The climate of political disenchantment and the economic needs of a broad sector of the population, plus the high economic dependence on international factors, make the path that awaits Chaves more difficult. And he, too, will test his promise to “eat the fight,” a Costa Rican neighborhood phrase to refer to facing the problems that others evade. It implies being brave and reaching for virtues associated with men in the macho culture that feminist sectors also reproach Chaves with. “It will be a disappointment if Chaves wins, proof that this society turns its back on women, a shame,” said young Mariana Víquez pessimistically on the election afternoon, wearing a T-shirt printed with Chaves’ face and the phrase “stalker”.
But Chaves refuses to be sexist or misogynist, much less a harasser, despite internal and external reports about the conduct committed at the World Bank, where he was sanctioned with demotion, salary freeze and entry restrictions without prior notice. During the campaign, he blamed these attacks on “powerful groups.” The president-elect, on the contrary, highlights that he grew up with six sisters, that he loves his two daughters, his wife, the Latvian Signe Zecate, and, above all, the memory of his mother Alicia, who died in September 2020, but which, he says, was instrumental in his decision to run for president.
Chaves assures that it was because of her and not because of the sexual harassment file at the World Bank, that he decided to return to Costa Rica, to take care of her in the final phase of an illness she was suffering from. That she blessed him when he told her about her political aspirations and that it was she who told him the phrase “eat the anger” that later became a flag in the campaign. “The anger is you,” Figueres told him in one of the debates, referring to the numerous inflammatory messages that Chaves gave in his campaign against political groups, business elites, unions and the media, especially after he surprisingly entered the ballot. .
“I ask you to become the tsunami that is going to sweep away the garbage from this country. We are a tsunami and we are going to cause destruction of corrupt structures, of The nation and Channel 7, the main newspaper and the main television station in the country,” he said at a rally, always accompanied by Cisneros, the journalist who gave him visibility among the 25 candidates that were in the first round. Some analysts maintain that the news about sexual harassment could have also helped him, which gave him visibility, since part of the population bought the version of Chaves that justified the accusations as a misinterpretation of his Latino culture.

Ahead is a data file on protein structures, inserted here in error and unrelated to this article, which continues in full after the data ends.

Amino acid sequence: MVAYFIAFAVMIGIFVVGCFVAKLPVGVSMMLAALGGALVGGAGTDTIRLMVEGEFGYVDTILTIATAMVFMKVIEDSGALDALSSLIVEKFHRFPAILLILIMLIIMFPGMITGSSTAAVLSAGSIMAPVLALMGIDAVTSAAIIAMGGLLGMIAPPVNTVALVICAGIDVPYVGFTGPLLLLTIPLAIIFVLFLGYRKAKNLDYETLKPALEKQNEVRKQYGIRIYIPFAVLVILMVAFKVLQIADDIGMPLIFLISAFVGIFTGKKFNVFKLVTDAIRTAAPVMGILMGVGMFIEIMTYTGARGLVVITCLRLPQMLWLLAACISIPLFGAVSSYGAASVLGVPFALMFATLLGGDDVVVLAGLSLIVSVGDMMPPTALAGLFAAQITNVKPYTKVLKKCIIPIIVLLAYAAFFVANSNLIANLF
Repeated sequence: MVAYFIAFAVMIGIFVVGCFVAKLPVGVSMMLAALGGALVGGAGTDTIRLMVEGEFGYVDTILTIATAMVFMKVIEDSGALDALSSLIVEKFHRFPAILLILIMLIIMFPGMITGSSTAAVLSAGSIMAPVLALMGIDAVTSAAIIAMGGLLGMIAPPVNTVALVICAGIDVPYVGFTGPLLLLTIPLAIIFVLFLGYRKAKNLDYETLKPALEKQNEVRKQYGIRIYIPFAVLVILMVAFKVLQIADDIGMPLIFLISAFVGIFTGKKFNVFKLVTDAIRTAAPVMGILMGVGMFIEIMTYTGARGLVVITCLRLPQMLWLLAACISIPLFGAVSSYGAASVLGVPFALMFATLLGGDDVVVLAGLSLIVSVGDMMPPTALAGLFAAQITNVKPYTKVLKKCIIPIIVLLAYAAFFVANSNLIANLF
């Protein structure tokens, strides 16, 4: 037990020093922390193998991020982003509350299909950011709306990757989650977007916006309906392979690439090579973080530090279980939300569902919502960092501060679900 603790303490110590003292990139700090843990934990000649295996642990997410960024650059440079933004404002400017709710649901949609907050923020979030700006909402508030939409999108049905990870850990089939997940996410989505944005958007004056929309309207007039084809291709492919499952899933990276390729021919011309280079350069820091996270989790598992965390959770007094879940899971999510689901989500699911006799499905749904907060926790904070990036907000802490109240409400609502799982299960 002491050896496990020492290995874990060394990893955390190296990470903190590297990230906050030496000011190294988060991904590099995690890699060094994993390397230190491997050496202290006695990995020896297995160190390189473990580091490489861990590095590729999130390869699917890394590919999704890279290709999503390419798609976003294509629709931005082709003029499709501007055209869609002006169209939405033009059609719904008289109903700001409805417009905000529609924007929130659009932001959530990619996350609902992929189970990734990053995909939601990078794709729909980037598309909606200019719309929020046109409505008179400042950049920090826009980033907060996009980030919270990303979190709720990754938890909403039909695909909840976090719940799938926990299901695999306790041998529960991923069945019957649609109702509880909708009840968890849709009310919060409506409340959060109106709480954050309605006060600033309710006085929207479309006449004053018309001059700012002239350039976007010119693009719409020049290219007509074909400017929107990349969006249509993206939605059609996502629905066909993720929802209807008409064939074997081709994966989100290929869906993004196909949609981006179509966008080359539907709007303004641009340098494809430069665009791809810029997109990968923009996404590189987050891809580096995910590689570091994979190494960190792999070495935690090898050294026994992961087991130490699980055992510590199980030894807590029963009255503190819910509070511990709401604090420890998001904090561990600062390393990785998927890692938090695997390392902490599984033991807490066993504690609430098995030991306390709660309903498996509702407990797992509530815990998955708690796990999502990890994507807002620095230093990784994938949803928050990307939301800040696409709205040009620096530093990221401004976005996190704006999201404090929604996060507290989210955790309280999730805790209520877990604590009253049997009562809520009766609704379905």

The local press also pointed out the opacity of the financing of the campaign and then the indications of an illegal structure, questions that led to the opening of investigations by the electoral and criminal authorities whose outcomes will be known when Chaves already holds power in the Executive, with immunity for him and for his two vice presidents, the doctor Mary Munive and Steffan Brunner, an economist who serves as treasurer of the PPSD.
The questions accompanied Chaves throughout the campaign prior to the ballot. He responded by questioning the intellectual capacity of the women who criticized him, insinuating that they did not read the report because they did not know English. He has also accused journalists of “looking for garbage” in his background at the World Bank and has published false information that he withdrew after denials, including one from the Supreme Electoral Tribunal (TSE). His image was perceived as shocking to a sector of the electorate, but not all: a majority of men and from agricultural areas leaned towards him. In addition, almost half of his followers did not care about his complaints of sexual harassment, indicated a survey by the University of Costa Rica (UCR).
“It is a movement for the people,” said Chaves, considered one more example of populism that has been reflected in other countries in the region, sums up the political scientist Rotsay Rosales, a researcher at the UCR. “He is a social conservative and an economic liberal. It can be said that he is from the right, but with a strong-handed speech”, he added before April 3 and the conciliatory speech with which he seems to want to pave the way for the next chapter of his political adventure, that of million-dollar president voted for him and 71% of the electoral roll that voted for his rival or preferred to abstain.